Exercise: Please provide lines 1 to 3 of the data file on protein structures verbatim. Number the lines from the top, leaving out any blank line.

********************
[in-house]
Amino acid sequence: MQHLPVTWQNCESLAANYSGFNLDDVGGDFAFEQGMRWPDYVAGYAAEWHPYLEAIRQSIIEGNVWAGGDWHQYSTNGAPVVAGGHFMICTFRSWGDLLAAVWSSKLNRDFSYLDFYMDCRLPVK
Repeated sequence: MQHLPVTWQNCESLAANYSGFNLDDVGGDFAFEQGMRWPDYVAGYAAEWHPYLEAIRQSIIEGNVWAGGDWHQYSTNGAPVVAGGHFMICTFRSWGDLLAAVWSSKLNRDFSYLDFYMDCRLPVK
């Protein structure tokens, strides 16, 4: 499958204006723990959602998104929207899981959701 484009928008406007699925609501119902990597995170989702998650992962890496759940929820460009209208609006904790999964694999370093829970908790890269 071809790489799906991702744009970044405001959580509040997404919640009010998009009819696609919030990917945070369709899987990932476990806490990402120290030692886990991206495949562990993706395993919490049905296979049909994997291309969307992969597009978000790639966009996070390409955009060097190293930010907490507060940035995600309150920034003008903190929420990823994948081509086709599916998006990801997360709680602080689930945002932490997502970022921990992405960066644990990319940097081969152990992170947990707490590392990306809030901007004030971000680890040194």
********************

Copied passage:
[in-house]
Amino acid sequence: MQHLPVTWQNCESLAANYSGFNLDDVGGDFAFEQGMRWPDYVAGYAAEWHPYLEAIRQSIIEGNVWAGGDWHQYSTNGAPVVAGGHFMICTFRSWGDLLAAVWSSKLNRDFSYLDFYMDCRLPVK
Repeated sequence: MQHLPVTWQNCESLAANYSGFNLDDVGGDFAFEQGMRWPDYVAGYAAEWHPYLEAIRQSIIEGNVWAGGDWHQYSTNGAPVVAGGHFMICTFRSWGDLLAAVWSSKLNRDFSYLDFYMDCRLPVK